Hello, George D., and welcome to the Grammar Exchange. I can't see how you could use "that" or "which" there. "To"-infinitivals can introduce complementizers like the ones appearing above. Relative clauses simply cannot. The only case among the ones above where I find a relative clause possible is: a year (that/which) I will always remember.Read More...
Last Reply By Gustavo, Co-Moderator · First Unread Post

Conjugated Verbs

Hi there! Before I begin, I want to let everyone know that English is my third language. Every sentence should at least feature a subject and a verb. AdditionalIy, I understand that each sentence in the English language should only contain one conjugated verb. However, let's take a look at the sentence below: "I thought you were my friend." So here's my question: Isn't the above sentence a run-on sentence because there are two independent clauses ("I thought" and "you were") mashed together?Read More...
Thank you for much for the clarification, David. The word "that" really threw me off!Read More...
Last Reply By Lee 6657 · First Unread Post

Only to have / only to be

'It can be disheartening to spend a lot of time preparing a meal only to have your kids turn their nose up at it." Sir, Can you shed a light on the meaning of " only to have" in the above sentence. And I attached the same phrase used here that is "only to be intervened". Can you look on two and make me of it? 🙏Read More...
😄😄😄 🙏🙏🙏🙏. I asked such questions with right intention only to get me across completely since English is my second language. I did not want to screw you up. Thanks for helping me over and over again. 🙏Read More...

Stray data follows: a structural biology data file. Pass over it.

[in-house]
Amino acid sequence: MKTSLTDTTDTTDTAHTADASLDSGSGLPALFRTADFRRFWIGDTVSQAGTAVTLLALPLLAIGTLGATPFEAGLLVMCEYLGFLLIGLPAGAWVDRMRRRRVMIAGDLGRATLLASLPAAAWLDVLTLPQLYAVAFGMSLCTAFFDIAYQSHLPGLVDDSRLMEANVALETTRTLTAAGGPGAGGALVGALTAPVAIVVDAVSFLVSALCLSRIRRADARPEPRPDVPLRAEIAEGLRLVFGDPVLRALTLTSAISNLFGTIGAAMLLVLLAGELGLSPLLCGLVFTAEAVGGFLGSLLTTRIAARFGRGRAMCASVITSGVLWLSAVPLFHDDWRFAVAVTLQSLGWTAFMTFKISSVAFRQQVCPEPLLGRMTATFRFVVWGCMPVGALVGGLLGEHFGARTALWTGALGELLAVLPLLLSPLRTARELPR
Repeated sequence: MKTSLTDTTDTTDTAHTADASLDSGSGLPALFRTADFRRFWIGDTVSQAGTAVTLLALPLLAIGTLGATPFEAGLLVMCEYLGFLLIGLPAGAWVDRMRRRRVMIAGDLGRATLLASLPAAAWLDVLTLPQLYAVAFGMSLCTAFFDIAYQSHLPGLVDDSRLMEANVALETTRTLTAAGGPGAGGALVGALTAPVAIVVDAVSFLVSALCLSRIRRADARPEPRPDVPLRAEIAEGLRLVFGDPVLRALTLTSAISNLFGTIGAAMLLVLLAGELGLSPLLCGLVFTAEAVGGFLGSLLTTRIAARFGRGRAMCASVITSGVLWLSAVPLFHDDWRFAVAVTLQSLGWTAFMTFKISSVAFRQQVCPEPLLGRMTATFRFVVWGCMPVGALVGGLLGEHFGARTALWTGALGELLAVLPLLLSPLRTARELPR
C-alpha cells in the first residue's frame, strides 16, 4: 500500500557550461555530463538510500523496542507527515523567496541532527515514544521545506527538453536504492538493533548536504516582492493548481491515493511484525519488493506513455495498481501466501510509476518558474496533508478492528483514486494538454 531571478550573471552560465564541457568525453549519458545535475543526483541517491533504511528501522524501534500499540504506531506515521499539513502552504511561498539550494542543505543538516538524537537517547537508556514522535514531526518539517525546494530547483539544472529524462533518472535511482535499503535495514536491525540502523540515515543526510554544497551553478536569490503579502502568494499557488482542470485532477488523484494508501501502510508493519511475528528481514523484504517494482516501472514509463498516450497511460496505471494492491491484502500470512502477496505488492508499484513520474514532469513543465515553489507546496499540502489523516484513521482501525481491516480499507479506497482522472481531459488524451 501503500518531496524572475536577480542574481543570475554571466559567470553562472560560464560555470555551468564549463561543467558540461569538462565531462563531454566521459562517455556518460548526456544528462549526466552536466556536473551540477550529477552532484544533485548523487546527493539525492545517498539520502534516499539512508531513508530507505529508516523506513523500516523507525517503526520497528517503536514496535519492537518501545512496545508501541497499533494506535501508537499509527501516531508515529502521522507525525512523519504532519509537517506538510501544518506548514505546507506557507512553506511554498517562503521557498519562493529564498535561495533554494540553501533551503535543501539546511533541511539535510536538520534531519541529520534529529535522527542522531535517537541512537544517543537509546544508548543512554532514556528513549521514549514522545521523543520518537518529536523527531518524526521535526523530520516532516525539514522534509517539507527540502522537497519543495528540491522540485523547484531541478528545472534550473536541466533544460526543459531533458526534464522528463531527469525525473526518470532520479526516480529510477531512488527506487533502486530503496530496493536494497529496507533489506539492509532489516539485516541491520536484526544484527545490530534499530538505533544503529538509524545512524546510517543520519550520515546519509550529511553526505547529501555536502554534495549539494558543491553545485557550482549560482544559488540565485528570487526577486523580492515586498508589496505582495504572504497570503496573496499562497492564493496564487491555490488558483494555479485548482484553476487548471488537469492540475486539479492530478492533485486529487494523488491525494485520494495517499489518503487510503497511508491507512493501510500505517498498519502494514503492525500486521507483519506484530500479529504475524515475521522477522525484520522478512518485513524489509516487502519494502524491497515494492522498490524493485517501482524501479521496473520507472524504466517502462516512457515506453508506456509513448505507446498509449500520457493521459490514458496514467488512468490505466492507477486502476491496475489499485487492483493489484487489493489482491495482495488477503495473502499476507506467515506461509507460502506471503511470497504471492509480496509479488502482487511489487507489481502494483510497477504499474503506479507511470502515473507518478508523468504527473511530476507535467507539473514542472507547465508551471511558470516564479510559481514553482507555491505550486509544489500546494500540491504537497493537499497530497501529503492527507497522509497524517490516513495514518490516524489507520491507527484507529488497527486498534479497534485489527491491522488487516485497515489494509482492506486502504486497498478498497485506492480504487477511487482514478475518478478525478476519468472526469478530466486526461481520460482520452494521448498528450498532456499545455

Last Reply By Francis Stephen · First Unread Post

"make" or "makes"

" You can store it in a wallet on your phone, on your computer, or simply in a USB stick. This (make/makes) it really convenient where ever you go. " Which one is correct?Read More...
Hi, Rashad, ' This ' is singular and should be followed by a singular form (makes) . It refers to the whole idea 'storing it in a wallet on your phone, on your computer, or simply in a USB stick'.Read More...
Last Reply By ahmed_btm · First Unread Post

Why do you use plurals when "referring indefinitely"?

Look at this: The chief CIA officer in Islamabad, who ran the operations directly, put the main point simply: The goal was to kill Russian soldiers — to give Russia their Vietnam, as proclaimed by high U.S. officials, revealing the colossal inability to understand anything about Indochina that was the hallmark of U.S. policy for decades of slaughter and destruction. I'm pretty sure that "officials" here is supposed to allow for it being just one person (namely this guy:...Read More...
Hi, Andrew—I agree with you that the use of plural is dishonest if the writer knows that only one definite thing or person is involved in each case. We sometimes use "they" and "them" to refer in a non-gender-specific way to one human being, but avoidance of gender specification does not play a role here.Read More...
Last Reply By David, Moderator · First Unread Post

What's the logical relation when you include the word "also"?

Consider my phrases here: https://join.substack.com/p/will-our-hawks-get-us-all-killed (1) And I would note three things: (2) And I would also make these three important points: We have the verb "make" and the verb "note". 1: So it's not like the word "also" means that "make' is the same thing semantically as "note", correct? 2: And it's not like the word "also" means that the "three things" in (1) are necessarily "important", correct? I could write this: (3) I would declare these things.Read More...
No. You would do one thing, and you would (also) do something else. Correct. Right.Read More...
Last Reply By David, Moderator · First Unread Post